Friday, December 22, 2023

Master Bath and Central Bath Remodel

 We remodeled the back bathroom back in 2004 and remodeling the other two has been on our list since then.  We are finally getting to it.  

One of the main problems is knowing what to do.  We looked for a company that could both do the work, and help with the design, and settled on Vintage Modern Design Build (VMDB). They came and took measurements and pictures and used that to create a computer model of the bathrooms which could then be modified to show us what was possible.

In the master bathroom, the plan is to remove the bathtub, and the current shower and merge them into one long shower area without a door.

And also replace the counter top, the sinks, all the fixtures.  And as long as all that is gone, we will update the cabinets too.

In the center bathroom, we will replace the existing tub with a deeper tub, replace the counter tops, the sinks, the fixtures, and the cabinets.  Oh, and the tile, both on the wall and on the floor.  

 Basically the only thing left in the two bathrooms will be the toilets.  (We've replaced all the toilets over time, and the current ones seem to work fine.)

Linda worked with VMDB to pick out tile and flooring, sinks, fixtures, counters.  They will remove all the old stuff, and put in the new stuff.  $75,190 for the master bath and $43,278 for the center bath.  They estimate it will take 3 months and will start the first part of December.  

They actually started on 7 December 2023, and within a week had finished "demo" (demolition) -- the removal of all the old stuff in both the master bath

and the center bath

Monday, December 4, 2023

Replace Hallway Hot Water Heater

The water heater in the utility closet off the hallway started leaking on Friday.  We were sitting at breakfast and Linda complained of a high pitch noise.  She tracked it down to the hallway, and looking inside the utility closet found the "Watchdog Water Alarm, Model BWD-HWA" making noise.  It sits in the drip pan under the water heater, and the drip pan had water in it. 

Examining the label on the water heater, it was from 7/2004.  So 19 years old.  Probably time to get a new one.

But it's Friday.  I don't have a plumber on call, so I have to search around.  Google suggested Home Depot, which I figured had the water heaters, so I called them.  They use ARS/Rescue Rooter.  When I called them, they had to come out to see what the problem was.  So by mid-afternoon, he had come, and gave me an estimate of around $4000.  I thought that too high, so back to the Internet.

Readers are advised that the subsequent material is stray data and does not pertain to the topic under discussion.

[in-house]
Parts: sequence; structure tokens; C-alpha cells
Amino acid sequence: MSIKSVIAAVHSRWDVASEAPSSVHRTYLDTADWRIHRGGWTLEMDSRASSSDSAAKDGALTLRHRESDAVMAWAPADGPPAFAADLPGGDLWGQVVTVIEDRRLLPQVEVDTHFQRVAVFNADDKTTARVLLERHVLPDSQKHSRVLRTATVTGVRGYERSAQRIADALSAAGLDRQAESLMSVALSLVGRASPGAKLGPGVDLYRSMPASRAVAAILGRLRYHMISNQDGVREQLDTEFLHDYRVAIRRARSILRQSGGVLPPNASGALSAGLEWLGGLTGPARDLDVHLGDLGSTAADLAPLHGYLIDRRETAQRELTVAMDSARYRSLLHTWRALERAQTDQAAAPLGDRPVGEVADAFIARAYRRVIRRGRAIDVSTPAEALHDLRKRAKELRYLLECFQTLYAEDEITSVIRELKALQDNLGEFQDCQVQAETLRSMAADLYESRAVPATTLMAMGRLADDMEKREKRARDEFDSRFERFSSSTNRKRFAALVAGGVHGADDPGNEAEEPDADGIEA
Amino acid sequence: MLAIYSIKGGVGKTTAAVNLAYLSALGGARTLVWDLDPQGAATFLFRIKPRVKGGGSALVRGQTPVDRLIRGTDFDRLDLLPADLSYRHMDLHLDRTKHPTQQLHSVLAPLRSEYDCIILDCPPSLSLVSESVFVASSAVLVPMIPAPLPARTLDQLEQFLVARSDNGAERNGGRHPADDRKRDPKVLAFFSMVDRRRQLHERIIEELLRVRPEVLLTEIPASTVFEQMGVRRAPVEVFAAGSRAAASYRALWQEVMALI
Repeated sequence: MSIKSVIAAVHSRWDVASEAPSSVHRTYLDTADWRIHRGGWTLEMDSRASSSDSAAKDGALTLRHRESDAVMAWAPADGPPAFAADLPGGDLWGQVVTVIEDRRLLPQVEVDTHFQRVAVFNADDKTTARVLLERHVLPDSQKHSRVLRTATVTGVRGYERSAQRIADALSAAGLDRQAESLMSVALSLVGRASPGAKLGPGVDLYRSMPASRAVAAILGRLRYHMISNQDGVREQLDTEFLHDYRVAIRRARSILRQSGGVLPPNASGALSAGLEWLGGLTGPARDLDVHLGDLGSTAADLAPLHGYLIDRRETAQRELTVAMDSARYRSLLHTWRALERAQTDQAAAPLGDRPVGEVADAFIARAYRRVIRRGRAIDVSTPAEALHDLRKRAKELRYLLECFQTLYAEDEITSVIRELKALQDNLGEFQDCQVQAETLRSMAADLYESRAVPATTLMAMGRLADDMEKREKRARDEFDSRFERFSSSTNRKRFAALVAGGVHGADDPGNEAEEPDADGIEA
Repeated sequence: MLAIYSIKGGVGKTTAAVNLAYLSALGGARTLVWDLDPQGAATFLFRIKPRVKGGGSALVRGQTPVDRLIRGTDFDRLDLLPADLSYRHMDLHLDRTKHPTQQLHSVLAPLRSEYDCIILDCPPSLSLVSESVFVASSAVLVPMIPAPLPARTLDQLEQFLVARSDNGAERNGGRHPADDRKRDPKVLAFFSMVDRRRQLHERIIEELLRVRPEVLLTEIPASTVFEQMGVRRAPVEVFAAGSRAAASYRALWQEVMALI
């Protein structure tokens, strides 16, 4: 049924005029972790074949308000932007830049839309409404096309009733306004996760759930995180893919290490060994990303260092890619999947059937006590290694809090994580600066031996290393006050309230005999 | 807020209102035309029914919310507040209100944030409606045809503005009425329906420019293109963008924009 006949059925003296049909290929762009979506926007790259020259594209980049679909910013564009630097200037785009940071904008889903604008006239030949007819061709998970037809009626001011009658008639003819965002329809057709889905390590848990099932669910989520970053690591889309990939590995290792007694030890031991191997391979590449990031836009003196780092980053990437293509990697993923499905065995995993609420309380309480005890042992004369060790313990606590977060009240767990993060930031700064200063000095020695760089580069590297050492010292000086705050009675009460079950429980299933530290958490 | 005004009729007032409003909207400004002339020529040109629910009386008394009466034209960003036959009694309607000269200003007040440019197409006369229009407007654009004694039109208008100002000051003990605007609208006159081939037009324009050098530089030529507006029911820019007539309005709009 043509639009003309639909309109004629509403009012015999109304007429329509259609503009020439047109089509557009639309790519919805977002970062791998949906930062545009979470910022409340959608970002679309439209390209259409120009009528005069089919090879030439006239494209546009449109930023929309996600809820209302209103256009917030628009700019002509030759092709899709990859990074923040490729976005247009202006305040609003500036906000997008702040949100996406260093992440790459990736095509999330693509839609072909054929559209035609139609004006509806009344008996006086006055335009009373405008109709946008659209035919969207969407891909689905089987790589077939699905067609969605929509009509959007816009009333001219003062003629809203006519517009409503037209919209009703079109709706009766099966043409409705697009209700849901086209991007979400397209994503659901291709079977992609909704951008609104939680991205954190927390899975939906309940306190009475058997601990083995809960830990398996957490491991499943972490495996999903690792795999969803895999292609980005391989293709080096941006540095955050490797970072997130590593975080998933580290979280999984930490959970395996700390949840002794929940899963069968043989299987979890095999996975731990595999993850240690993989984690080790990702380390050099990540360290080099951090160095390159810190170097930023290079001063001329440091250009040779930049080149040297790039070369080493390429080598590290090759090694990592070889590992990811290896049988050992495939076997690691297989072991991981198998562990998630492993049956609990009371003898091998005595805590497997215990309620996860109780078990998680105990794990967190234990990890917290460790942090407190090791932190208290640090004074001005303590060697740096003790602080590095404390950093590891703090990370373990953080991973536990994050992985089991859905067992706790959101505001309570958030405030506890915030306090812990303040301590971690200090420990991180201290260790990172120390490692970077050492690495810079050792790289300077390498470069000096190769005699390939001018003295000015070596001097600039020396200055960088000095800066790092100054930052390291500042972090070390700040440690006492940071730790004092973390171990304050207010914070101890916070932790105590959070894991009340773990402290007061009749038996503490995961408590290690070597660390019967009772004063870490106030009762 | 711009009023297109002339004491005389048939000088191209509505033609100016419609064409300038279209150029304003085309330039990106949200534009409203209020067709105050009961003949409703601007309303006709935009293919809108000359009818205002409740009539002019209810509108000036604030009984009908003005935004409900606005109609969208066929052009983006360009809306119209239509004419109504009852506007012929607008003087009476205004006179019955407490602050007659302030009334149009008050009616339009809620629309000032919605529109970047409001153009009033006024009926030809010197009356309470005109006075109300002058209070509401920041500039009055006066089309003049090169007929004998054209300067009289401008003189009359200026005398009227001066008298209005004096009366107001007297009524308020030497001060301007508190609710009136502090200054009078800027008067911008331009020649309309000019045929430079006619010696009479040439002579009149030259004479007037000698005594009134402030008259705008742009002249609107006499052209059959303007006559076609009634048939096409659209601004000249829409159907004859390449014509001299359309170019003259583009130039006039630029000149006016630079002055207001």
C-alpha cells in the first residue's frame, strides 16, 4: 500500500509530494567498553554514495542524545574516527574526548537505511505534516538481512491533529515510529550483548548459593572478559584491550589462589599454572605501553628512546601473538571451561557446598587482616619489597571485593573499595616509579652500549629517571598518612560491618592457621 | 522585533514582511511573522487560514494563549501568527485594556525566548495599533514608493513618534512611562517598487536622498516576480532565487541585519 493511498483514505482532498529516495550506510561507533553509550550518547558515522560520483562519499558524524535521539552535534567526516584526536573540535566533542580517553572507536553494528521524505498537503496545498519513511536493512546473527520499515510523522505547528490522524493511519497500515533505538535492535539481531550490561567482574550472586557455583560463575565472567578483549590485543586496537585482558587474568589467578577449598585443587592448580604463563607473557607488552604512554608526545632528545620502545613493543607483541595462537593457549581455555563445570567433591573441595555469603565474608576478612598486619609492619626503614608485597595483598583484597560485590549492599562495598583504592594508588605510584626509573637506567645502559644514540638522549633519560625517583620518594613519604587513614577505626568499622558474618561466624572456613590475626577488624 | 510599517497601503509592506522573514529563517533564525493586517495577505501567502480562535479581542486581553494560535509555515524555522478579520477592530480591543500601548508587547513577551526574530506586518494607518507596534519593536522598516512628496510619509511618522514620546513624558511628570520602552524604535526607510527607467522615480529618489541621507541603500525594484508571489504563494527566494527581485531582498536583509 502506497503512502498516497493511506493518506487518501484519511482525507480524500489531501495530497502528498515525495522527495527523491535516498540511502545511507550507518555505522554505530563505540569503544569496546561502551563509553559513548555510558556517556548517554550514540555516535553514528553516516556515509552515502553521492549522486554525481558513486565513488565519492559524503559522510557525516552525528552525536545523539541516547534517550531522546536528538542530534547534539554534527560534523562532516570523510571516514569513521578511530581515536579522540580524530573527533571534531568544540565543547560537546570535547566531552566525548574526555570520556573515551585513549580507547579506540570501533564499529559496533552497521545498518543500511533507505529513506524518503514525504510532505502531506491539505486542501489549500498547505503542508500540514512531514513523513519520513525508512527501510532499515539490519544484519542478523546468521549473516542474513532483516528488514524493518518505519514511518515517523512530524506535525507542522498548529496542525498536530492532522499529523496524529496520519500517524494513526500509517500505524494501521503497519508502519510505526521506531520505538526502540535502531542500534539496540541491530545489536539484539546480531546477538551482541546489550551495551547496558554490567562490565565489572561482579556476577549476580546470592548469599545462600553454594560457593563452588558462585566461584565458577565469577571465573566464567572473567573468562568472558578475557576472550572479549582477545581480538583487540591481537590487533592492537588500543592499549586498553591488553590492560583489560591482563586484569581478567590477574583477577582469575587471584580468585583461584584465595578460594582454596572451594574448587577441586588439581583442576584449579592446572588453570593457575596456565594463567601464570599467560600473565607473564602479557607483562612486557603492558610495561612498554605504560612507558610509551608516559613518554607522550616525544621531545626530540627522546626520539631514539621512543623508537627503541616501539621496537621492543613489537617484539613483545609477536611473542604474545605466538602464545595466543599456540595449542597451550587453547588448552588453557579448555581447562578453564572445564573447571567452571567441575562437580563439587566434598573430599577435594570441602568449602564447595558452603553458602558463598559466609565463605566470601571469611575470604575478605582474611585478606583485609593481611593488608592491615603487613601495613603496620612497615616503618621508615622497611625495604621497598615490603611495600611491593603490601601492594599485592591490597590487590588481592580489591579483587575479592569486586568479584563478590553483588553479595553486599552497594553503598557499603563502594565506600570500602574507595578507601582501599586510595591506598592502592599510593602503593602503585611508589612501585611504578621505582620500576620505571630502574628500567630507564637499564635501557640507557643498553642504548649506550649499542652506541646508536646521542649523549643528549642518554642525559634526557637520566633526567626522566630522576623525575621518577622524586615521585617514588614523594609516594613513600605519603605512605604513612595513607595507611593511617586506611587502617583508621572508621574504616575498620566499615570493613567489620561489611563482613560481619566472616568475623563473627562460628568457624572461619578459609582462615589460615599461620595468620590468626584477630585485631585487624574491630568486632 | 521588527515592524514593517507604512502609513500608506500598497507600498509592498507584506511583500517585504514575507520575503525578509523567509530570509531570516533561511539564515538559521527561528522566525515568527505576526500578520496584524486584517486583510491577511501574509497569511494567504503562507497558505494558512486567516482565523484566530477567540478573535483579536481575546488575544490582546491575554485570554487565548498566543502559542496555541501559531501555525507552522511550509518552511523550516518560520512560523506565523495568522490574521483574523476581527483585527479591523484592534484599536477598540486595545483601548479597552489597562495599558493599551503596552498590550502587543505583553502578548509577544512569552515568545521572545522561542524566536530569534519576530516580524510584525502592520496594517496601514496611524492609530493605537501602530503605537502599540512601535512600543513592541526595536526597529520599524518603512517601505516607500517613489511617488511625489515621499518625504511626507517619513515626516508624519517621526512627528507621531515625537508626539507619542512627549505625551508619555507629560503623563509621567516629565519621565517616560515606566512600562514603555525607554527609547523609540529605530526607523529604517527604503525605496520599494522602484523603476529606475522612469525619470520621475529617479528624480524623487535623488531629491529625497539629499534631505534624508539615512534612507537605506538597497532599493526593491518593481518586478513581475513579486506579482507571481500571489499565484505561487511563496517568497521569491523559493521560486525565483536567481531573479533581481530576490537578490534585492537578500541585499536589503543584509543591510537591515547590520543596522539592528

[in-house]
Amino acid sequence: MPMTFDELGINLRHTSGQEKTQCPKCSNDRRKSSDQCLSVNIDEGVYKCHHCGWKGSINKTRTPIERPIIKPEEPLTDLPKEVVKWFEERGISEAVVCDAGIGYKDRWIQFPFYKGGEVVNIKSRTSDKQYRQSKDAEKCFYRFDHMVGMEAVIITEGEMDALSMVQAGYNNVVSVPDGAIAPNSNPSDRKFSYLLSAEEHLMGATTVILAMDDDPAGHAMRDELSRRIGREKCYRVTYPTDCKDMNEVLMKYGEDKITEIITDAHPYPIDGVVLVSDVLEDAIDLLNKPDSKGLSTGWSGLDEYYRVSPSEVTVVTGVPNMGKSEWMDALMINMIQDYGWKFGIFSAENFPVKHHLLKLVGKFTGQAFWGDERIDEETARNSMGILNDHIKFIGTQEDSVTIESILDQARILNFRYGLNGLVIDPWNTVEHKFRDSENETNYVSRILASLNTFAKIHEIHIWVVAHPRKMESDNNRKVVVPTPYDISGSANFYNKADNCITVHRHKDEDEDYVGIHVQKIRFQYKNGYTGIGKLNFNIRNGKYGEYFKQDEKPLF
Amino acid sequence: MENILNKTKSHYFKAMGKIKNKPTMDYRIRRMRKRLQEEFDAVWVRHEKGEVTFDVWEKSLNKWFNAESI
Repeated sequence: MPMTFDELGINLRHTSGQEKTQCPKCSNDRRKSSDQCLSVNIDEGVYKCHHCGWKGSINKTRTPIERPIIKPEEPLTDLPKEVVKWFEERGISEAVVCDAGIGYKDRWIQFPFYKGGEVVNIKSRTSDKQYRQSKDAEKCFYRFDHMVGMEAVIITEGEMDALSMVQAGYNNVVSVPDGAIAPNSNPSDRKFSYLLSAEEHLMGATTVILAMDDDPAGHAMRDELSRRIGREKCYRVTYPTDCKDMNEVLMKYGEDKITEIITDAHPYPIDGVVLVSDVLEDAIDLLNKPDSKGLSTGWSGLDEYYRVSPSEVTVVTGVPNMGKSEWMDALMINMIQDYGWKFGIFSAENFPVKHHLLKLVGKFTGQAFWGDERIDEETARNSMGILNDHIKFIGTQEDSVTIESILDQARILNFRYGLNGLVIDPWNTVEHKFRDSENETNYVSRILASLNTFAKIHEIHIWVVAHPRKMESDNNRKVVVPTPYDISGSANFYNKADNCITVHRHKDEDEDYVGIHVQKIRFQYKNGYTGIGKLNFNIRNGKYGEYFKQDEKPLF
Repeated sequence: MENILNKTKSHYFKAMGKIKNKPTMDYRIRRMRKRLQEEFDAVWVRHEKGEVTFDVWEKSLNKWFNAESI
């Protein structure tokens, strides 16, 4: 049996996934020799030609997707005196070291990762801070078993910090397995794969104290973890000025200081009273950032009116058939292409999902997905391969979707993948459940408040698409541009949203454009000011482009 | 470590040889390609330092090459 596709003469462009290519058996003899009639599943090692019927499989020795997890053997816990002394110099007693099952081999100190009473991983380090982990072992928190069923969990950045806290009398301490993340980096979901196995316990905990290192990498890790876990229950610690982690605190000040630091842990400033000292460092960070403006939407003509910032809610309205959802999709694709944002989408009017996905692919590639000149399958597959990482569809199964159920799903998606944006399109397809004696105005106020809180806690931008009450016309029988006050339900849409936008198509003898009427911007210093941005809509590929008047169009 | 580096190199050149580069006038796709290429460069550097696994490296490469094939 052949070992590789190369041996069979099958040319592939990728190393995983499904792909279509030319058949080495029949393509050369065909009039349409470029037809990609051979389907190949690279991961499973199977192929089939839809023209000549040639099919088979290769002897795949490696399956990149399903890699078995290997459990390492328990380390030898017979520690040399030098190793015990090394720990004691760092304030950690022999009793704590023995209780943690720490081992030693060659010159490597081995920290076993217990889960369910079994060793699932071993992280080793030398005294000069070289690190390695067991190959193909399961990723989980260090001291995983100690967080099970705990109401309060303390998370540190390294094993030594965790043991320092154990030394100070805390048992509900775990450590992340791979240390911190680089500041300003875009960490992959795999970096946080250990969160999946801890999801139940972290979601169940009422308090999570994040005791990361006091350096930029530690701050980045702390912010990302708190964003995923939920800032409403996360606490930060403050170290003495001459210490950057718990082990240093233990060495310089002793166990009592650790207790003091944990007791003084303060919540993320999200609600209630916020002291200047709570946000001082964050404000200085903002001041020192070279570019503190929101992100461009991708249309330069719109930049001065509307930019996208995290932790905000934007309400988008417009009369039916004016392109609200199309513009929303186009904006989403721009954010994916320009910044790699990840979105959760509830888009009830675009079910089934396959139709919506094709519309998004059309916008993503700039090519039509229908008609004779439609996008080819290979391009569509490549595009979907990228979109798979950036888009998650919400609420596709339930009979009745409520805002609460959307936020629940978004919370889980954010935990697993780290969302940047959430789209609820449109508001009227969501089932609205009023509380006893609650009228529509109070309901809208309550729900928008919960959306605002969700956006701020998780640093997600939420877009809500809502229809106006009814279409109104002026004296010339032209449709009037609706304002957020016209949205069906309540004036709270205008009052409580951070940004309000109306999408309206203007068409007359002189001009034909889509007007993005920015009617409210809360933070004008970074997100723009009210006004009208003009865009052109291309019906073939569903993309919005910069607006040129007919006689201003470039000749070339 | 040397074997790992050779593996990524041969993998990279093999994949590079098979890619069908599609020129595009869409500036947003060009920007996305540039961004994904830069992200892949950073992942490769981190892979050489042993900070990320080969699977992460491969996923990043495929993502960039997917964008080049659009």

Several other plumbing companies also wanted to come out and look before providing even a rough ballpark for the cost, but finally I found Blue Ribbon Cooling, Heating, Plumbing and Electrical who asked that I text them a couple of photos of the heater, the vents, and the label on the heater.  Then they quoted me from $2950 to $3250, depending.  That sounded better so I took it.  They could be out on Monday to do the remove and install.

Over the weekend, I heard that Wilson Plumbing did this for my ex-wife for a much lower price.  And on NextDoor people were suggesting "Cold is On The Right".   Rapid Plumbing was quoted as charging $2150.  So we were paying more than necessary.

The plumbers showed up Monday morning, around 9:30; they were gone by 12:30.

They removed the old tank

And installed a new one.

The new tank is, like the old one, a 40 gallon, natural gas unit.  Manufactured by A. O. Smith.  Model GCR-40 250, Serial 2343136304504, manufactured 10/25/2023.

In addition to the basics, they added a short extension to the gas pipe, so that any condensation or debris in the gas will drop into the extension and not interfere with the pilot light.  Sort of an appendix for the gas line.

And they added an expansion tank above the tank, to allow space for the water to expand in the hot water line.

The main problem for a hot water heater, of course, is a leak.  There is a pan under the tank to catch a leak from the water heater.  But our previous pan was sealed off. They put in a new pan, and tied it into the drain for the Air Conditioning condensation.


This involved first drilling a hole in the platform under the utility closet and into the return air plenum.  Then the PVC pipe was routed over and into the drain line that drains off any A/C condensation.

A red-handled ball valve was installed to allow this line to be shut off -- the fear is that if the drain line becomes stopped up, then the A/C condensation could flow up and into the water heater pan.  That would, of course, set off the  Water Alarm and (hopefully) alert us that something needs to be done.

 Total cost was  $3,254.06.

And of course, we replaced the 9-volt battery in the Water Alarm, and put it back in place, in the new water heater tank pan (on the right of the gas heater apparatus in the picture below.